Next morning we were treated to a proper Scottish cooked breakfast. Oh my. Now I love good plate of bacon, sausage, toast, egg etc. But when you add in Haggis to the mix... *yum*.
We checked out of the hotel noting that when it snows in Scotland, people treat it very differently than in England.
The staff are outside immediately with brooms, sweeping the pathways and roads clear! No hassle. No hold up's.
We put bags into the car & walked up the street back to Stirling Castle. It was a beautiful morning. But so cold. Colder than down South that's for sure :)
On the approach to the castle there were people with brooms already out clearing the car park. But as we reached the castle itself it was already snowing again.
And if there is something else you rarely, if ever see living in Cornwall... which is at the very opposite end of the UK... is a blizzard.
Its wasn't busy, but when the snowflakes began to grow larger... and thicker... and heavier... we were the only mad ones left walking around in it with huge grins on our faces.
A Scottish Castle in a snowstorm. You can't get better than that.
There is a waiting point in the courtyard, where tourists can gather to meet a guide who will at certain times of the day take a tour of the castle.
We weren't sure if it would be running at this particular moment, given the blizzard... and the fact that it was just us. But a smiley lady showed up and we laughed as she offered to give us a personal tour regardless of the weather.
She said secretly that we were doing her a favour, as it got her out of sweeping the snow with the other staff members. lol
It was a fascinating tour. So much history. Fascinating to hear more about Mary Queen Of Scots too, as somewhat ironically, this was the place of her coronation as a child, and we live a stones throw from the castle site at Fotheringhay, Northamptonshire, where she was executed.
She was buried in Peterborough cathedral for a time, before being moved. I was born & grew up in Peterborough and never really knew all this amazing history back then.
"Mary’s father James V died when she was only six days old, leaving an infant queen on the throne. Her coronation was held nine months later at Stirling, one of the most secure places in the kingdom.She would spend most of her childhood here and return frequently during her adult reign. The sumptuous royal palace commissioned by her father was still being completed, but this and James IV’s vast great hall made Stirling the grandest of Scotland’s royal residence"
She left us to finish exploring and the snow flakes thinned. It was such an amazing place with so much to see. We spent much longer than we'd anticipated.
We guessed that the roads would be as carefully cleared as the pavements, so we had no concerns about driving across to Edinburgh before our return journey back down through Northumberland.
Less snow to be found in Edinburgh. And we walked up through the old streets to Edinburgh Castle. Wow.
We hadn't planned on going inside on this trip but we really couldn't resist.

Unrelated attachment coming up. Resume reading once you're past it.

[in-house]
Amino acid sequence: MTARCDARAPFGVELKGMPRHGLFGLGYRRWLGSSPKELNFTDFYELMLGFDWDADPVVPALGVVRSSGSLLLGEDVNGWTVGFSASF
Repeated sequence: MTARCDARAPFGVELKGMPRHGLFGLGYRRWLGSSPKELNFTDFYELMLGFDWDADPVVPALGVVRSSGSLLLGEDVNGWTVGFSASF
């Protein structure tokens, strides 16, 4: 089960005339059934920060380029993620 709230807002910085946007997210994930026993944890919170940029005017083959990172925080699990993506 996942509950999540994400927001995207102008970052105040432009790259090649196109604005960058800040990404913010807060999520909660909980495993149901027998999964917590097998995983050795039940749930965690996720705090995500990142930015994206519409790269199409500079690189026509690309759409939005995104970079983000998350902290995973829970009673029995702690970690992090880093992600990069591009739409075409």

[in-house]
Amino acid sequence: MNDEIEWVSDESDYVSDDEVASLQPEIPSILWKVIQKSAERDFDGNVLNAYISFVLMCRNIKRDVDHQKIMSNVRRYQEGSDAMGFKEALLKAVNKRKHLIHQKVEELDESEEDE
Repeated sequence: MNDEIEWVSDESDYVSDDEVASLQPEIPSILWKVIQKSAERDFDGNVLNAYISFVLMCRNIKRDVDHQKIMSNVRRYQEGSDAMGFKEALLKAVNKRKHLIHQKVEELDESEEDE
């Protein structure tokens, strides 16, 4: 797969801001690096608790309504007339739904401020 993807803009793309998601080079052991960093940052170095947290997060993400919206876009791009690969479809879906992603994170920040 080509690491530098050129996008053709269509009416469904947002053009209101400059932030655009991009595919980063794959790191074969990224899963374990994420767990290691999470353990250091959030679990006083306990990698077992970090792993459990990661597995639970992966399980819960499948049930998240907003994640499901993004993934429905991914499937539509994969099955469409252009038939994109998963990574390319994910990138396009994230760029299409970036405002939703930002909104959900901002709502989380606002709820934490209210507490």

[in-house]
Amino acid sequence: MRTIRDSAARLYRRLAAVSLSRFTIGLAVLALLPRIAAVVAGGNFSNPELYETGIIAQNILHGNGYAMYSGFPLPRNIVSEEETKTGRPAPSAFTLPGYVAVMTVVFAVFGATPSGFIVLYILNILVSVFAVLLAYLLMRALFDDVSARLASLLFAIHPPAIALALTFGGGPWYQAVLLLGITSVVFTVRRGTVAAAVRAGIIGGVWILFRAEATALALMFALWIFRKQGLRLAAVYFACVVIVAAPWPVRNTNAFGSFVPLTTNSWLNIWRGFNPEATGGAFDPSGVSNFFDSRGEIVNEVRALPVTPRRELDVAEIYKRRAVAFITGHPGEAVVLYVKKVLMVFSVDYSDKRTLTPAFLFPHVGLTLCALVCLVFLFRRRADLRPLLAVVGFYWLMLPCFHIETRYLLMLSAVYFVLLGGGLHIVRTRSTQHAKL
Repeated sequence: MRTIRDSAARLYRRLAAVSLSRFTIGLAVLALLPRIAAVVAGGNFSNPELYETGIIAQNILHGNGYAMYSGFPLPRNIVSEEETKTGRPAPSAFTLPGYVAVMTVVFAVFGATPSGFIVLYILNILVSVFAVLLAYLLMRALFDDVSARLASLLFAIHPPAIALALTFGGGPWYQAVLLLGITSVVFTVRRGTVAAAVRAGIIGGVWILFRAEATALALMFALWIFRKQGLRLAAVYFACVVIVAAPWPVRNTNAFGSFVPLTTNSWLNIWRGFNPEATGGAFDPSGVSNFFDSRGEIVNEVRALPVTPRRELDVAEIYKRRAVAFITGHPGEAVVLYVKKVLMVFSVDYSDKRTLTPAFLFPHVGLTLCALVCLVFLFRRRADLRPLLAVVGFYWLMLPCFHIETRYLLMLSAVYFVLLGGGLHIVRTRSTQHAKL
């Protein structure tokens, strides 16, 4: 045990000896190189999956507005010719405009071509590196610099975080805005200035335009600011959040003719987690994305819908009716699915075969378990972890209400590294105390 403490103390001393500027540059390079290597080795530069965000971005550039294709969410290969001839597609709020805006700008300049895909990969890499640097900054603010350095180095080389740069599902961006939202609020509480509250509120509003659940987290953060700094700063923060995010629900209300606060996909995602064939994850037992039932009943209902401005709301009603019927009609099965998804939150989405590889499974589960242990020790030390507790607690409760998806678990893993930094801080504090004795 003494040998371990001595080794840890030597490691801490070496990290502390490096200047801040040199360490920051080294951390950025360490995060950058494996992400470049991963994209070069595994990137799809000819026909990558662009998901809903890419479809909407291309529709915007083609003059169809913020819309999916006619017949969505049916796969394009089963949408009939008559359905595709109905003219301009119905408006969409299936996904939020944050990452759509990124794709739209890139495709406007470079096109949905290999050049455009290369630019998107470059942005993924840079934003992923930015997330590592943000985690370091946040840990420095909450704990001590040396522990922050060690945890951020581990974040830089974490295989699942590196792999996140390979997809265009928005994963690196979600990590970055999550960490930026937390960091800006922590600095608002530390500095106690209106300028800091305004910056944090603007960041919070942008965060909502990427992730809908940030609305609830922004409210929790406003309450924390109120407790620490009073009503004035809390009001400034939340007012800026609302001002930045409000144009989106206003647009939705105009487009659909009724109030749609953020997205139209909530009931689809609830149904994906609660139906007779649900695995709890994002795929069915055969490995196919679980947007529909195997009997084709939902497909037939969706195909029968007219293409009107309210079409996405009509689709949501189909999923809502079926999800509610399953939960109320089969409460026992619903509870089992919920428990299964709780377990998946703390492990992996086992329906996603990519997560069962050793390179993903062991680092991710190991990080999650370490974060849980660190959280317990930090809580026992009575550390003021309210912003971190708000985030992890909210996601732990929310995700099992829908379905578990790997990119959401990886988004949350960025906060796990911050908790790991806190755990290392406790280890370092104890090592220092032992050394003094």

"Sitting atop a dramatic volcanic crag, formed around 70 million years ago, and protected on three sides by sheer cliffs that rise steeply to over 400 feet, the Castle has played a leading role in the history of Scotland for many centuries, with occupation of the site going back going back as long ago as the bronze age in 850BC.
Edinburgh Castle has played a pivotal role in Scottish history, both as a royal residence – King Malcolm Canmore (r 1058–93) and Queen Margaret first made their home here in the 11th century – and as a military stronghold. The castle last saw military action in 1745; from then until the 1920s it served as the British army's main base in Scotland. Today it is one of Scotland's most atmospheric and popular tourist attractions.
The brooding, black crags of Castle Rock, rising above the western end of Princes St, are the very reason for Edinburgh's existence. This rocky hill was the most easily defended hilltop on the invasion route between England and central Scotland, a route followed by countless armies from the Roman legions of the 1st and 2nd centuries AD to the Jacobite troops of Bonnie Prince Charlie in 1745."
You would be hard pushed to come across a Scottish Castle which doesn't have connections in some way to the enigmatic Mary Queen Of Scots, but Edinburgh, along with Stirling is a big one.
There is beautiful suite of rooms where Mary lived for a time, and you can walk in the very room where she gave birth to her only son. James VI, who would one day become the leader to unite the kingdoms of Scotland and England.
"As the great-granddaughter of Henry VII, Mary also had a strong claim to the English throne. By producing a son with her second husband, Lord Darnley, she both secured her succession and strengthened her dynastic position. James – the future king of both Scotland and England – was born in a tiny room at Edinburgh Castle"
We had a few brief snow showers there, but the cold was biting. I've never known cold like it. We stood on the very top of the castle battlements looking out to the sea and the mountains beyond and by golly did my face hurt.
The icy wind was cruel up there.
Leaving Edinburgh late, around 4ish, meant that by the time we had reached the rugged landscapes of Northumberland it was growing quite dark.
Then the snow storm began in earnest.
Oh dear. Those hills and roads are not fun in fresh snow. When you can't see anything but white out of the windscreen. lol
We had planned to stop off and visit friends who live there, but for fear of getting stuck we had to keep going and it took hours.
Finally reaching home in the very early hours. Tired, but very happy to have seen our beautiful Scotland.
Being so close to the Lake District had made us long for that visit too... and so the very next week it was booked. A February trip just after Valentines day.
The roadtrips continued... we had got the bug :)